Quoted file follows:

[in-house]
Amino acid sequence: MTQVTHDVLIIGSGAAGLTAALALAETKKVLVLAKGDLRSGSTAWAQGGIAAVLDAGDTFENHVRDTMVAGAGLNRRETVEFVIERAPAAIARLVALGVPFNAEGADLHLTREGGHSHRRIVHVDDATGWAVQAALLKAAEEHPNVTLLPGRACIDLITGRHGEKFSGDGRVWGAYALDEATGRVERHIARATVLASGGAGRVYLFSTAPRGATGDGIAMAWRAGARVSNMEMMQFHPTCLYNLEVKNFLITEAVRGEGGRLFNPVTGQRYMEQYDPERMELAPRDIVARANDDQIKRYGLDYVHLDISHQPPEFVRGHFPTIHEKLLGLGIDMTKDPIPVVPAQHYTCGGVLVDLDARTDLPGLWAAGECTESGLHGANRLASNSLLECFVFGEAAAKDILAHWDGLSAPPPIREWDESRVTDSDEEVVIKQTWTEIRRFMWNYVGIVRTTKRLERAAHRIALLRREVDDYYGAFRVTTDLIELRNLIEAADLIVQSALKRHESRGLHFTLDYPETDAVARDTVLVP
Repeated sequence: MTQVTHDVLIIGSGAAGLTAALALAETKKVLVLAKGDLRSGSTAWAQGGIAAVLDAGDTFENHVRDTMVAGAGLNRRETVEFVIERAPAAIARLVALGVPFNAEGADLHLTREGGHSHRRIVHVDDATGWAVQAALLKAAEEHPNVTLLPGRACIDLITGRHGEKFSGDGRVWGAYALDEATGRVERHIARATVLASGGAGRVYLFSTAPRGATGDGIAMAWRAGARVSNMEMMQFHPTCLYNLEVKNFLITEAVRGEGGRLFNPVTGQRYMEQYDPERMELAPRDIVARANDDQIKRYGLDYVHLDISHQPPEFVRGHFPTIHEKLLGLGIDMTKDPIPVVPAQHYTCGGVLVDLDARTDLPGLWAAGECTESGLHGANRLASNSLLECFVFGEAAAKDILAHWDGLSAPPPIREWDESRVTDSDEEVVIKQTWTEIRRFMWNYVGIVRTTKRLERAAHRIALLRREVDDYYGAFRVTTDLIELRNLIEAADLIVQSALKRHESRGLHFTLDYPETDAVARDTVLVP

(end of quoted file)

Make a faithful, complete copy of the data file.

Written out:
[in-house]
Amino acid sequence: MTQVTHDVLIIGSGAAGLTAALALAETKKVLVLAKGDLRSGSTAWAQGGIAAVLDAGDTFENHVRDTMVAGAGLNRRETVEFVIERAPAAIARLVALGVPFNAEGADLHLTREGGHSHRRIVHVDDATGWAVQAALLKAAEEHPNVTLLPGRACIDLITGRHGEKFSGDGRVWGAYALDEATGRVERHIARATVLASGGAGRVYLFSTAPRGATGDGIAMAWRAGARVSNMEMMQFHPTCLYNLEVKNFLITEAVRGEGGRLFNPVTGQRYMEQYDPERMELAPRDIVARANDDQIKRYGLDYVHLDISHQPPEFVRGHFPTIHEKLLGLGIDMTKDPIPVVPAQHYTCGGVLVDLDARTDLPGLWAAGECTESGLHGANRLASNSLLECFVFGEAAAKDILAHWDGLSAPPPIREWDESRVTDSDEEVVIKQTWTEIRRFMWNYVGIVRTTKRLERAAHRIALLRREVDDYYGAFRVTTDLIELRNLIEAADLIVQSALKRHESRGLHFTLDYPETDAVARDTVLVP
Repeated sequence: MTQVTHDVLIIGSGAAGLTAALALAETKKVLVLAKGDLRSGSTAWAQGGIAAVLDAGDTFENHVRDTMVAGAGLNRRETVEFVIERAPAAIARLVALGVPFNAEGADLHLTREGGHSHRRIVHVDDATGWAVQAALLKAAEEHPNVTLLPGRACIDLITGRHGEKFSGDGRVWGAYALDEATGRVERHIARATVLASGGAGRVYLFSTAPRGATGDGIAMAWRAGARVSNMEMMQFHPTCLYNLEVKNFLITEAVRGEGGRLFNPVTGQRYMEQYDPERMELAPRDIVARANDDQIKRYGLDYVHLDISHQPPEFVRGHFPTIHEKLLGLGIDMTKDPIPVVPAQHYTCGGVLVDLDARTDLPGLWAAGECTESGLHGANRLASNSLLECFVFGEAAAKDILAHWDGLSAPPPIREWDESRVTDSDEEVVIKQTWTEIRRFMWNYVGIVRTTKRLERAAHRIALLRREVDDYYGAFRVTTDLIELRNLIEAADLIVQSALKRHESRGLHFTLDYPETDAVARDTVLVP